As a Korean-American foodie who resides in West Oakland, I’m lucky that there’s a slew of fine eateries not too far from our home all along Telegraph Avenue in Temescal.
Popsicles are quite possibly my new favorite thing to make. I simply love how creative you can be with them. Seriously, there are no limits. I’ve used tea, cake, booze, you name it…and I have made a popsicle with it. I had planned for these figs be soaked in bourbon but they were so fresh and bursting with flavor, that it broke my heart just to freeze them. I didn’t want anything else to alter their taste. So I refrained and I am glad I did. These pops are scrumptious!
What’s better than a stiff drink and a ham-and-turkey sandwich with people you never have to impress? I’ll tell you: a ham-and-turkey sandwich dolloped with chutney, that’s what. And not just any common-or-garden chutney, no sirree Bob, but McQuade’s Celtic Chutney, made by red-headed Scotswoman Alison McQuade in small, aromatic batches, just like you would at home, if you were lucky enough to come from chutney-making people.
I finally jumped on the CSA wagon and I must admit, it was kind of like Christmas when my first box arrived, full of the lingering summer’s bounty.
Summer Bounty Recipe: Roasted Beet Salad with Lavender-Scented Fried Summer Squash, Chevre, Figs, Cucumber Relish and a Balsamic Reduction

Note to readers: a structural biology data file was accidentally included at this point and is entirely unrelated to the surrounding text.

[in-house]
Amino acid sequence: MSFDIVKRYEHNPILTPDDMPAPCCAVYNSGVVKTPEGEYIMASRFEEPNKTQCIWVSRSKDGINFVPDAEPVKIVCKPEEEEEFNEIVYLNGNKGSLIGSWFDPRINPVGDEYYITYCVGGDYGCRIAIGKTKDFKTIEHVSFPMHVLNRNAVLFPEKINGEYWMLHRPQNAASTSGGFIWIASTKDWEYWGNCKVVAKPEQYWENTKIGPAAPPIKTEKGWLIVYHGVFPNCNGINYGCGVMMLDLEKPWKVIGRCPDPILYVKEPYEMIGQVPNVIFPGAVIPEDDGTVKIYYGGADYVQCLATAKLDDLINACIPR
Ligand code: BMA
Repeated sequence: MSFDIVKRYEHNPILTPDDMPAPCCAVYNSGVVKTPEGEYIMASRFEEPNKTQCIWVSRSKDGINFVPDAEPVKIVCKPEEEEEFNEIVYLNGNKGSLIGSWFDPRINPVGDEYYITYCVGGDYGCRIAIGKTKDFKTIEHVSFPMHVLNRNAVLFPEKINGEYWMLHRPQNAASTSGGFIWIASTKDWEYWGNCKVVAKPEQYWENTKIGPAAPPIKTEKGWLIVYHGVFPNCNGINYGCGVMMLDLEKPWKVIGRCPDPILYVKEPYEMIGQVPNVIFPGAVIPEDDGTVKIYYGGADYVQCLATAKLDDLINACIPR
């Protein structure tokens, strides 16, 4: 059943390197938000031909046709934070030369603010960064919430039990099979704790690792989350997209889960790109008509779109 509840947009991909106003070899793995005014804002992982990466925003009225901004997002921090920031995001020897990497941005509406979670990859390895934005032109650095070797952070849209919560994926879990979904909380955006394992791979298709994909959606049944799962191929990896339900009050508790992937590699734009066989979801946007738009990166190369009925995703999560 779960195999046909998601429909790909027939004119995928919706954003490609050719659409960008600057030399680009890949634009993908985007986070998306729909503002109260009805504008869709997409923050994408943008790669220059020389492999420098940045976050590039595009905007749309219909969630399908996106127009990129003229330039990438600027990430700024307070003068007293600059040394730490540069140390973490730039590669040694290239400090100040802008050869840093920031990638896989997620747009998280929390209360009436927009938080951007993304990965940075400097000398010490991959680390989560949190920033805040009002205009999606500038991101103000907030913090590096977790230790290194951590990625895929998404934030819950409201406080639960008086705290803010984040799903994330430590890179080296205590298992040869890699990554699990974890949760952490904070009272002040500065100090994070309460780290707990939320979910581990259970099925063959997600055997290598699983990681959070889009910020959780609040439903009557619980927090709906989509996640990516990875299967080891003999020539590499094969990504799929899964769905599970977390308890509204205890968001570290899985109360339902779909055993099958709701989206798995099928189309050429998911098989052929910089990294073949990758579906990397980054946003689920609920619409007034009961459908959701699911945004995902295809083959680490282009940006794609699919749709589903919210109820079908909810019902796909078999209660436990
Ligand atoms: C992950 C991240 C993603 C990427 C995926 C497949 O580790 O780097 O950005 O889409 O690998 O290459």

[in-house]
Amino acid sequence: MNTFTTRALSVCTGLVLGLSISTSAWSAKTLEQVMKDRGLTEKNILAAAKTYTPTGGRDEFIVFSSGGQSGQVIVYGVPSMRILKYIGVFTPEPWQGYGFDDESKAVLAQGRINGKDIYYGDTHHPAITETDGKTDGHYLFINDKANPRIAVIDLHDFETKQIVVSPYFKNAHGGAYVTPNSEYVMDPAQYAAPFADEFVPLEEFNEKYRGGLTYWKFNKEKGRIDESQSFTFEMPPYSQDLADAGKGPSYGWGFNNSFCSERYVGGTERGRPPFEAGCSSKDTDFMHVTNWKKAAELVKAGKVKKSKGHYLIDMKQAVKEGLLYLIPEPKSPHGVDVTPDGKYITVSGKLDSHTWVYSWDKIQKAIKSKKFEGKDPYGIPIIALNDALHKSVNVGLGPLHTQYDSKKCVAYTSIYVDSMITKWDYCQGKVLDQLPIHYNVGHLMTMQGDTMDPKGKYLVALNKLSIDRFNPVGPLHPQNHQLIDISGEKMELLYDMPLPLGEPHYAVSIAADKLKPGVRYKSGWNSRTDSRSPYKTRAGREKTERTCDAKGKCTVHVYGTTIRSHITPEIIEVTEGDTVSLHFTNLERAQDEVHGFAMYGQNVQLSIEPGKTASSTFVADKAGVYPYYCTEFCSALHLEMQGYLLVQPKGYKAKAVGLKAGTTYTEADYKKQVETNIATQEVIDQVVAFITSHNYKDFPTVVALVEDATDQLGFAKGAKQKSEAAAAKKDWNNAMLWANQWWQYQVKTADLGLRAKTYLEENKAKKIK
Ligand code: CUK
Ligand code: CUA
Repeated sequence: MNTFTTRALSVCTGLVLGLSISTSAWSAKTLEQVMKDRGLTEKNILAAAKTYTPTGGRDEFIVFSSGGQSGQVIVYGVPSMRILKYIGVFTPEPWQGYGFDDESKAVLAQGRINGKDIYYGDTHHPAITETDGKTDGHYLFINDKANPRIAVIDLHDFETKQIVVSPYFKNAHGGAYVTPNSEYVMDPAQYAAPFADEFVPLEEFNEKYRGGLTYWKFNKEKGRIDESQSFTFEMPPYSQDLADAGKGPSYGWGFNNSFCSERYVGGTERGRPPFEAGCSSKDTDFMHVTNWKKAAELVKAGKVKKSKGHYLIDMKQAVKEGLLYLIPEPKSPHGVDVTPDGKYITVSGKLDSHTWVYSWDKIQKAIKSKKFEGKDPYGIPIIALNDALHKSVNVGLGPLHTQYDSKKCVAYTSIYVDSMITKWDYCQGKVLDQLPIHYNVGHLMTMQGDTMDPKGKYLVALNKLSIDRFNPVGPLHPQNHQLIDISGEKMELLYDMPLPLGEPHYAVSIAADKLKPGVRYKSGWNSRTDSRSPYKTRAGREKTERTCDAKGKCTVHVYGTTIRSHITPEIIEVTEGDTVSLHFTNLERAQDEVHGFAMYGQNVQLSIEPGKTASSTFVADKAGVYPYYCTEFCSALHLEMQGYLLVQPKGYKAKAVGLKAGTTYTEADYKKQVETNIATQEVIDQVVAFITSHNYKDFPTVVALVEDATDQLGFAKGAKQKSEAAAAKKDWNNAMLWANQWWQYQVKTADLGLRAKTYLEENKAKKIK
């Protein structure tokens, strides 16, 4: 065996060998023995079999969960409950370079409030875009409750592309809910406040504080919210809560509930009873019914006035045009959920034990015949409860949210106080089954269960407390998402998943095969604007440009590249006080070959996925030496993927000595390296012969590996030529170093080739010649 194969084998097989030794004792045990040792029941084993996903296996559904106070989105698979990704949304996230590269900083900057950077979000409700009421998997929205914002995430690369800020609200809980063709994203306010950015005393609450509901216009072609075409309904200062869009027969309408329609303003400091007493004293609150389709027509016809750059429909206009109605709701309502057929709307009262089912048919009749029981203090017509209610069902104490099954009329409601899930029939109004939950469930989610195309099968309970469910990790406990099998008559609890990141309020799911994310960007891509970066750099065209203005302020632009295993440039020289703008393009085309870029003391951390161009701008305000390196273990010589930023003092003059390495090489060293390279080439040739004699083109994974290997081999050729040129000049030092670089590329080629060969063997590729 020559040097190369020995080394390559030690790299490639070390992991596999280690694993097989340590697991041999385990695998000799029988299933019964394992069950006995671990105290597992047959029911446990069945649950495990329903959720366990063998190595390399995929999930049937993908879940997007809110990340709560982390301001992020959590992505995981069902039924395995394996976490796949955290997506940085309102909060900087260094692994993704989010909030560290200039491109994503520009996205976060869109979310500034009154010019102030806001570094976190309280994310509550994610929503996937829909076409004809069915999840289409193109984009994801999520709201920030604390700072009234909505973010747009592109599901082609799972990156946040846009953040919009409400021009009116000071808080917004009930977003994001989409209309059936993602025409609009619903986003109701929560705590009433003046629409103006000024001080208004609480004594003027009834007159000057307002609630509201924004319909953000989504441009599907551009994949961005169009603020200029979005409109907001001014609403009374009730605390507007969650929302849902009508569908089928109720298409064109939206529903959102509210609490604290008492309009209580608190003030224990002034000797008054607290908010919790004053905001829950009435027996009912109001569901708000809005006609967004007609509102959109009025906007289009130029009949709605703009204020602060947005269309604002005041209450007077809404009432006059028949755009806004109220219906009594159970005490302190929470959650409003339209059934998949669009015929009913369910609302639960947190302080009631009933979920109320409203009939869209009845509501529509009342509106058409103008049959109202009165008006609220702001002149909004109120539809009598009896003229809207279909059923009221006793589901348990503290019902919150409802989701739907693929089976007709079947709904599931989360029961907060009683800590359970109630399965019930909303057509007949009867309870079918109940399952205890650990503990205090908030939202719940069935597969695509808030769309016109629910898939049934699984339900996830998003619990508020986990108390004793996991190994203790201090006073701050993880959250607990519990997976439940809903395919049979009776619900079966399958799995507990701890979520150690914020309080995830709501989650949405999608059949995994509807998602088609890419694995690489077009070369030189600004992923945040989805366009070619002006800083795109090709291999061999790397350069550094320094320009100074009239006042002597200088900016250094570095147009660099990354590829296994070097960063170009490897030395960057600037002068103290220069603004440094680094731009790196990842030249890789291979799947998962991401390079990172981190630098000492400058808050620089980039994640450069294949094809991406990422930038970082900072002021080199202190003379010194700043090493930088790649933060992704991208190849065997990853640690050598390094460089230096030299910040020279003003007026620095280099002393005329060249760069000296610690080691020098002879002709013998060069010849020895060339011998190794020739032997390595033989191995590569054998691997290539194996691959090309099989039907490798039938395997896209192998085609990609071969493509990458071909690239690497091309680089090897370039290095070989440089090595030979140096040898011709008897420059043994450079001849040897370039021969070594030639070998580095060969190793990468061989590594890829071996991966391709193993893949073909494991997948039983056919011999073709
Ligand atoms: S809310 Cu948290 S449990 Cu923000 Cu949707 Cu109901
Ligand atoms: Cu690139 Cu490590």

Figs are sexy. Why? Is it their smooth, barely downy skin, so much like a soft cheek? Is it their plump, curvy shape, swerving out and in like a hip or breast you can surreptitiously palm right there in the produce aisle? Is it the drop of nectar that drips from the flower end at the moment of perfect readiness? Unlike the other fruit of our late summer, the plums and peaches, the raspberries and early apples, figs are all seedy lushness. There is no sweet-tangy snap, no whiplash between sugar and acid. Instead, figs are fleshy, breaking apart easily against the tongue, an odalisque who needs no convincing to roll back and give in.
Every year, I look forward to the real fig season–figs have two seasons: the first, in early summer, is fleeting and generally unremarkable; the second one takes place late in the summer. And yes, folks, it’s that time of year again. Late summer. My favorite moment in food time, when tomatoes and basil and zucchini and cucumbers and peppers and stone fruit and even berries are still prolific in the farmers’ market, and each week, there are more shell beans and succulent delicious figs on display. But it’s the figs that send me into squeals of joy, and when I bite into a perfectly ripe fig, perfect bliss.